However, there is a danger with using a webpack in your application. It can be more error prone to configure your application with a webpack. Since the webpack bundles together your application’s rich text editor into a JavaScript bundle, and there are more dependencies and files linked together in the React repository, there’s a greater chance of breaks either in the file links or bundling process.

The rich text editor integration method

For each of the html rich text editors, we used the same set of steps to get it up and running. The steps are drawn from a React Getting Started Guide created by Tania Rascia:

  1. Install npm and Node.js as prerequisites
  2. Run the create-react-app command to build a basic React app
  3. Change into the newly created app directory
  4. Remove the files from the src directory except for index.css and index.jss
  5. Modify index.js to include the rich text editor JavaScript.

Then, using npm, run the npm start command to launch the web app from a local host, and it automatically opens the web app in a browser.

Rich text editor installation speed and effort

CK Editor

index.js size: 33 lines

The CK Editor configuration had the least impact in terms of lines of JavaScript written into the applications files. Despite the coding steps being a bit shorter, it took significantly longer to get the application to display CK Editor compared to the other rich text editors. The essential steps documented by Rascia would not work, and we had to try alternative integration methods.

Froala

app.js: 23 lines

index.js: 17 lines

For Froala to integrate with React, we modified the app.js file, and also created a webpack file. The number of files touched and modified made the installation slower, and introduced more maintenance time for any future changes.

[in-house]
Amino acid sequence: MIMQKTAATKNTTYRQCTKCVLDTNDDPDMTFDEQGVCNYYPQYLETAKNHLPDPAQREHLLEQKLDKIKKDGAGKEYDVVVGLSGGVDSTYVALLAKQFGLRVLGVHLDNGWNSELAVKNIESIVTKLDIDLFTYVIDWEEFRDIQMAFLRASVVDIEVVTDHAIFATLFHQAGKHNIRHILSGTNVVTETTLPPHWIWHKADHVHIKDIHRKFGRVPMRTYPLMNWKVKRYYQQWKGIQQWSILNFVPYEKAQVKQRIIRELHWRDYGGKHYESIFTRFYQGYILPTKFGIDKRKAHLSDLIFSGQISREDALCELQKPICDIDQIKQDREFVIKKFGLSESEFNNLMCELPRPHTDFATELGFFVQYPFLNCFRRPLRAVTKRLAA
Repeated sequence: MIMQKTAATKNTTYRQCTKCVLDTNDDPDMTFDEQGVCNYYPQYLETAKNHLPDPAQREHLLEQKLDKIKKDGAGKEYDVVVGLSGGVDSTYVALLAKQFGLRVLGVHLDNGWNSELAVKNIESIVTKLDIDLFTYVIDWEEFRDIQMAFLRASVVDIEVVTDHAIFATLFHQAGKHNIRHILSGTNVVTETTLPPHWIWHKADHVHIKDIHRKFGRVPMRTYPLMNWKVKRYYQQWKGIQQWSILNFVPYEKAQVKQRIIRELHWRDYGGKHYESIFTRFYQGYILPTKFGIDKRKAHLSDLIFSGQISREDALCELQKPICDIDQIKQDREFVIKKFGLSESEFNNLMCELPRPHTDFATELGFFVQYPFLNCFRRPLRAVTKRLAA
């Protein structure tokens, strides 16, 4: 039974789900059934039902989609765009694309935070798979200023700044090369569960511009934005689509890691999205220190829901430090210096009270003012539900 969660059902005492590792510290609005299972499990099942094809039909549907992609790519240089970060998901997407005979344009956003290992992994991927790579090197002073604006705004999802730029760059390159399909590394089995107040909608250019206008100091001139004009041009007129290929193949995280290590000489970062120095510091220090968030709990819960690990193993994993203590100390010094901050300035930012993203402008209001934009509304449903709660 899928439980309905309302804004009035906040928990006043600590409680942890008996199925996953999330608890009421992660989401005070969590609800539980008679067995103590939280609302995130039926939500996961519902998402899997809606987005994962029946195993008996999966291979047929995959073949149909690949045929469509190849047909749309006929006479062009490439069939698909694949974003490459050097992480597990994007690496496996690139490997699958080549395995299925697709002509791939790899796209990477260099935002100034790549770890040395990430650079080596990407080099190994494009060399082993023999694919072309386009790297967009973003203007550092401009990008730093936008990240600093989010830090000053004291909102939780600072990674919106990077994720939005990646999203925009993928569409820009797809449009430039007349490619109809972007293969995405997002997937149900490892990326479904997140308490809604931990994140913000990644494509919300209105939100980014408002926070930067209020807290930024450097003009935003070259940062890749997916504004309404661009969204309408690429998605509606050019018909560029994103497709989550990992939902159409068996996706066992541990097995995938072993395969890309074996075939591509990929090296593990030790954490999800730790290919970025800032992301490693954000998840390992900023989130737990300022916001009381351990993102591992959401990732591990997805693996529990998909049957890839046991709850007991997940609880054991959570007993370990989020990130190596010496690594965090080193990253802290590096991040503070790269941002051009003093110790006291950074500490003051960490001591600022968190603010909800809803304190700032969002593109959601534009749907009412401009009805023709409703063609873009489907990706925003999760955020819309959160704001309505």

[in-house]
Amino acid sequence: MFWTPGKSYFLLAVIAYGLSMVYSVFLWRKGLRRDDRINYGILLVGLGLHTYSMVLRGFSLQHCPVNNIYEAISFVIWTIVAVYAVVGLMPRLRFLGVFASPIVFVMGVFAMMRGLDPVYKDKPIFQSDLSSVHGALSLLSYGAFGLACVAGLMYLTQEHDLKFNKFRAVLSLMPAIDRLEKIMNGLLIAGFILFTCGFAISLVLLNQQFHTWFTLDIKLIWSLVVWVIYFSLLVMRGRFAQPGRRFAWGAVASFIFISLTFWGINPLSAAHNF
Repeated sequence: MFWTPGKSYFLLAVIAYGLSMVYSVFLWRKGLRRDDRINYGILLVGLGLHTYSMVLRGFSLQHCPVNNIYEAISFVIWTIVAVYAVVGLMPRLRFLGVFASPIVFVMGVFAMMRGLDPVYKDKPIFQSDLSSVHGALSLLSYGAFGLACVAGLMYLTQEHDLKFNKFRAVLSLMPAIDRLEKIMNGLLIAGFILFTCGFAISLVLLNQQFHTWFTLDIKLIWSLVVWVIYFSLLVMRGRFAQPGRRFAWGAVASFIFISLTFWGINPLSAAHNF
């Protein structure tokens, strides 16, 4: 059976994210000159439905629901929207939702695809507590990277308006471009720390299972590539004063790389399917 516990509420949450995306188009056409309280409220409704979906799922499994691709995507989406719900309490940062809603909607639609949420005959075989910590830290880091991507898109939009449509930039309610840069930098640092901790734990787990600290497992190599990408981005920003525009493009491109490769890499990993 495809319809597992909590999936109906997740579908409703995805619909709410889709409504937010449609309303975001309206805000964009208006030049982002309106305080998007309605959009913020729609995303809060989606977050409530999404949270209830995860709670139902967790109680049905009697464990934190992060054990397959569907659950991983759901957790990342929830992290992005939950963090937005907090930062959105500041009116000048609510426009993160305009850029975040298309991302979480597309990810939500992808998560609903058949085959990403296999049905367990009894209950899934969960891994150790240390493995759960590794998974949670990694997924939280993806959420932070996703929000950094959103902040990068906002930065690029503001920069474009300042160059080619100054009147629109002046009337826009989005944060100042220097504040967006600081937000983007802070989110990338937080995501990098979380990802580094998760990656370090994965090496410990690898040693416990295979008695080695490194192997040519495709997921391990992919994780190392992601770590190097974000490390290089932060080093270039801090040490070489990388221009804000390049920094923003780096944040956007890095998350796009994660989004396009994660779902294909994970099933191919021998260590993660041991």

Quill

index.js: 44 lines

The Quill integration was lengthy. It required testing of the component package with different installation steps than the basic steps Tania Rascia documented.

TinyMCE

index.js: 41 lines

With TinyMCE’s React wrapper, the integration process was faster compared to the other rich text editor integrations. The integration is similar to the tiny.init script placed inside a website's head tags, and as a result, it was more straightforward to add or remove plugins.

Conclusions

While factors like a Webpack might cost more time in initial configuration, the benefit they offer in cross browser integration remains. However, if speed is a factor, we recommend trying out TinyMCE’s React integration. Tiny’s speed of integration comes from its React Wrapper. 

You can read our documentation on the topic for more information about our React Wrapper. And if you’re looking for a detailed procedure on integrating TinyMCE with React, you can read more here on Blueprint.

Under pressureReact
byJoe Robinson

Technical and creative writer, editor, and a TinyMCE advocate. An enthusiast for teamwork, open source software projects, and baking. Can often be found puzzling over obscure history, cryptic words, and lucid writing.